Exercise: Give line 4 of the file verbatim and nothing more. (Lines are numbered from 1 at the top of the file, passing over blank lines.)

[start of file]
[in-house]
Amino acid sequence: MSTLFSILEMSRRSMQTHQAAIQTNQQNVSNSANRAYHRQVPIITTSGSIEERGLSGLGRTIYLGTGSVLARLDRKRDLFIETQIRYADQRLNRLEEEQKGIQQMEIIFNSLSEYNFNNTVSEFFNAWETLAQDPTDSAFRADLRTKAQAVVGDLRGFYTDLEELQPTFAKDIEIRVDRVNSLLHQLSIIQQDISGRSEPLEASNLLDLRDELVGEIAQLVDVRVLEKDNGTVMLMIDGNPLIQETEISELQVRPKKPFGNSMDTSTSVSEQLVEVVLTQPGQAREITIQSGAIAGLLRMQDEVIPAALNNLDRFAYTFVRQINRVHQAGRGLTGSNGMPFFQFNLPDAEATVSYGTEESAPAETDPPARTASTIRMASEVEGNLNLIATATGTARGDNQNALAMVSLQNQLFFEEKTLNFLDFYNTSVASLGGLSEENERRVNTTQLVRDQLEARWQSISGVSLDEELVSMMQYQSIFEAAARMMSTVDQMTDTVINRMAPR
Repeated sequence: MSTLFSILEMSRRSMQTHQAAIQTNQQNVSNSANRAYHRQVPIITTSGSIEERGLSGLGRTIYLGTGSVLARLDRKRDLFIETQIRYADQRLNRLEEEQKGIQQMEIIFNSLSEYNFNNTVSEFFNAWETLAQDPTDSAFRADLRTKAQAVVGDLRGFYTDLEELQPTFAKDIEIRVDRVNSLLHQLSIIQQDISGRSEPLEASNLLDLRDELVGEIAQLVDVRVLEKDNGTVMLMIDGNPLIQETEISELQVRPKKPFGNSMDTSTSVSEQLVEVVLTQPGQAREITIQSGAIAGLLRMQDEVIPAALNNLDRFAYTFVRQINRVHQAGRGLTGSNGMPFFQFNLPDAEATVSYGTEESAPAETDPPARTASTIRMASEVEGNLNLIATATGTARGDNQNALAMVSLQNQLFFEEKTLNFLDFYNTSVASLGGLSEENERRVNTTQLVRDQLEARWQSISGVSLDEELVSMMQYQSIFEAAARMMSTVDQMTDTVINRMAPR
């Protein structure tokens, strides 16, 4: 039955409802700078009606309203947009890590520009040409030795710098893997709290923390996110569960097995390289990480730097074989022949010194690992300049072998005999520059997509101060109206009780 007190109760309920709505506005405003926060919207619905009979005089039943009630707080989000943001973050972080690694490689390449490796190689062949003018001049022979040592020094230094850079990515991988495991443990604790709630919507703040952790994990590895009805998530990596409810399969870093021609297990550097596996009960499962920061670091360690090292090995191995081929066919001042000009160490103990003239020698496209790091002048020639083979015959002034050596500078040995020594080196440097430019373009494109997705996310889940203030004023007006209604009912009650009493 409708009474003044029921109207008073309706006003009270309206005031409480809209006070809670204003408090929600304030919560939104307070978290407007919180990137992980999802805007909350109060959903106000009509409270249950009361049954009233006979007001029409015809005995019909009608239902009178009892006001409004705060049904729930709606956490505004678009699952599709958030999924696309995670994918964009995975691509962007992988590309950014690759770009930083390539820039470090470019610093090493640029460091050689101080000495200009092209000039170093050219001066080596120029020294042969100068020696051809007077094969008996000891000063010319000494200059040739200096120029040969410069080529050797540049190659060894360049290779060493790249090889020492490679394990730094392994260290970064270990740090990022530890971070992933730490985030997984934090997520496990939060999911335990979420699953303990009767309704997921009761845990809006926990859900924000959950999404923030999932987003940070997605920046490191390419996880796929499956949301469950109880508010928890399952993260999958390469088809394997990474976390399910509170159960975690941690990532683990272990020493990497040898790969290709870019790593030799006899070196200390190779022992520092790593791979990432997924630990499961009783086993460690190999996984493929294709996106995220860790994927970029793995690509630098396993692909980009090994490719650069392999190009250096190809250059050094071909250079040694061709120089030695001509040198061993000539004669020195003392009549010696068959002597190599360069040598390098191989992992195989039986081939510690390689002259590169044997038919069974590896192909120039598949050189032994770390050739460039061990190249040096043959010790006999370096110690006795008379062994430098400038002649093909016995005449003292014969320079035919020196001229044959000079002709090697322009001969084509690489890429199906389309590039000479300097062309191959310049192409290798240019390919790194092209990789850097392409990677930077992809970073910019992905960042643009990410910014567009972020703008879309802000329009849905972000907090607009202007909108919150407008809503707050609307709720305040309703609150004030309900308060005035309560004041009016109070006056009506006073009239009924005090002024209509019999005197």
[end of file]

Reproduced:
């Protein structure tokens, strides 16, 4: 039955409802700078009606309203947009890590520009040409030795710098893997709290923390996110569960097995390289990480730097074989022949010194690992300049072998005999520059997509101060109206009780 007190109760309920709505506005405003926060919207619905009979005089039943009630707080989000943001973050972080690694490689390449490796190689062949003018001049022979040592020094230094850079990515991988495991443990604790709630919507703040952790994990590895009805998530990596409810399969870093021609297990550097596996009960499962920061670091360690090292090995191995081929066919001042000009160490103990003239020698496209790091002048020639083979015959002034050596500078040995020594080196440097430019373009494109997705996310889940203030004023007006209604009912009650009493 409708009474003044029921109207008073309706006003009270309206005031409480809209006070809670204003408090929600304030919560939104307070978290407007919180990137992980999802805007909350109060959903106000009509409270249950009361049954009233006979007001029409015809005995019909009608239902009178009892006001409004705060049904729930709606956490505004678009699952599709958030999924696309995670994918964009995975691509962007992988590309950014690759770009930083390539820039470090470019610093090493640029460091050689101080000495200009092209000039170093050219001066080596120029020294042969100068020696051809007077094969008996000891000063010319000494200059040739200096120029040969410069080529050797540049190659060894360049290779060493790249090889020492490679394990730094392994260290970064270990740090990022530890971070992933730490985030997984934090997520496990939060999911335990979420699953303990009767309704997921009761845990809006926990859900924000959950999404923030999932987003940070997605920046490191390419996880796929499956949301469950109880508010928890399952993260999958390469088809394997990474976390399910509170159960975690941690990532683990272990020493990497040898790969290709870019790593030799006899070196200390190779022992520092790593791979990432997924630990499961009783086993460690190999996984493929294709996106995220860790994927970029793995690509630098396993692909980009090994490719650069392999190009250096190809250059050094071909250079040694061709120089030695001509040198061993000539004669020195003392009549010696068959002597190599360069040598390098191989992992195989039986081939510690390689002259590169044997038919069974590896192909120039598949050189032994770390050739460039061990190249040096043959010790006999370096110690006795008379062994430098400038002649093909016995005449003292014969320079035919020196001229044959000079002709090697322009001969084509690489890429199906389309590039000479300097062309191959310049192409290798240019390919790194092209990789850097392409990677930077992809970073910019992905960042643009990410910014567009972020703008879309802000329009849905972000907090607009202007909108919150407008809503707050609307709720305040309703609150004030309900308060005035309560004041009016109070006056009506006073009239009924005090002024209509019999005197």